Southend Rock. Spring 1970.
After a brief spell in New York I return to the U.K.I land the job as house drummer at the Park Lane Hylton under Mike Mortimer, lets just say that residencies don’t blow my skirt up, so pretty soon I’m on the move. A new band is coming together in Southend, It’s a revamp of sixties band Champaigne. They’re about to lose their drummer Gil Levison, later of Squeeze now of Jools Holland. I’m offered the gig and embark on my most intense period of recording/rehearsaing to date. Together with Tony Boynes, Hammond organ, Bob Heath,guitar and Spud Murphy, bass, we created an incredibly tight four part harmony rock band, later to beI re-launched as Forum.
Local singer|songwriter Chris East is brought on board to provide original material. The songs were fine but record companies were’nt impressed, so we hit the Southend residency circuit in a bid to keep eating. I guess you could say we really haunted the Esplanade in those days,with stints at the Criterion pub, Alpha 2 nightclub and Southend Pier. The Pier gig must have had a jinx on it, because during our residencies there, it burnt down, twice. It also turned out to be my swan song, the band fired me without reason or notice. Obviously, I was a bit miffed, but Tony Moynes searched me out a few days later and apologised, but gave no reason why I’d been fired.
Just around that time,another Southend band, Legend were about to lose their drummer,Bill Fyfield to T-Rex,so, I was about to meet the one true curmudgeon of Rock, Legends front man,Micky Jupp. Right from the go, I don’t think Micky was duly enamoured with me or my playing, I did however hit it off with guitarist Mo Witham, so I got the gig. Legend were essentially a blues band with a penchant for Chuck Berry flavoured material, and as such, did’nt provide me with much opportunity to break out of the “Shuffle” patterns vital to that kind of blues music, so I tried to impose a funkier, more open feel to the shows. Problem, Mo Witham and the bass player loved it, Micky hated it. This prompted him to say to Mo”I don’t know what it is that Barney’s playing, but it aint rock and roll”..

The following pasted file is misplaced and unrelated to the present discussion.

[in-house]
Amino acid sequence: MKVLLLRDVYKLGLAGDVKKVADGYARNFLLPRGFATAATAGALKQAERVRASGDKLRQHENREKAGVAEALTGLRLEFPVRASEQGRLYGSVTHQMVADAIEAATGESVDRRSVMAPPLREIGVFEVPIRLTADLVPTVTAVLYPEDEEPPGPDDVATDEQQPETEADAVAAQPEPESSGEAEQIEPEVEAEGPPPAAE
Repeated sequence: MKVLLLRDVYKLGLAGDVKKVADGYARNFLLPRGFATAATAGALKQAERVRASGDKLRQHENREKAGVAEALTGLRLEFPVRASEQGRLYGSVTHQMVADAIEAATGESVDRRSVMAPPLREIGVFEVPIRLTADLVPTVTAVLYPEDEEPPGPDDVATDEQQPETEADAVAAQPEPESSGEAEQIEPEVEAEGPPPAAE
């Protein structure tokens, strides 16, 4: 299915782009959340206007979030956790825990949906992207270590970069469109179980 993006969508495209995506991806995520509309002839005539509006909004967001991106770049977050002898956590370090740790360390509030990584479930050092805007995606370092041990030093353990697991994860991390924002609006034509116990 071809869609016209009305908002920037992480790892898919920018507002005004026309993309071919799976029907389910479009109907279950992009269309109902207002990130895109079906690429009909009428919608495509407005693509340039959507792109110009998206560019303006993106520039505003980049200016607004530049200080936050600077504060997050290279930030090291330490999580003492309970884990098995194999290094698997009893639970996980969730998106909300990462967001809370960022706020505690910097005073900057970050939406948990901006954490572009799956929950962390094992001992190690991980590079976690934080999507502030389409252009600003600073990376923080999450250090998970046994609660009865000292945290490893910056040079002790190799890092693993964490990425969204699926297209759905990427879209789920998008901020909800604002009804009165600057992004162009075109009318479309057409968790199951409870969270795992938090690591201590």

We did however, reach a compromise and our first gig at the Marquee club went down a storm. Legends manager, David Knight also ran the affairs of Procul Harum and Doctor Feelgood and on many gig’s, the Feelgoods would act as support band for Legend, after they had finished their set, the roadies would clear their equipment and install ours. It was during the changeovers that that I noticed a rather strange character on stage, a somewhat grubby, bedraggled figure, dirty raincoat,cloth cap and a battered suitcase, a conjurer comic who would produce something in a blues audience I had’nt heard before, hysterical laughter, it transpires that I was watching an icon in the making, it was Ian Dury in his transient period from performing artiste to rock star.
Around that time I had meeting with manager David Knight, who told that Micky Jupp had been approached by non other than Ry Cooder, on offer was a writing deal that involved Micky going to L.A. To write exclusively for Cooders next album. Both management and record company execs were aghast when Micky turned the deal down, saying that all he wanted to do was to hang with Legend, wear a gold lame suit and live without interruption in Southend. Needless to say, he got his wish, surely a dreadful career move given that not long after this Legend were involved in a head-on collision, which by some miracle nobody was hurt, so we proceeded on to the gig at a London club, which failed to provide us with a single audience member, I’ve never been in a band that actually broke up on stage, but we did that night. A Legend is dead….The choking irony hear is that Southend became the source of some truly great acts, Kursaal Flyers, Doctor Feelgood etc.However, I’ve heard recently, that Micky and co.re-unite often to keep the Legend alive.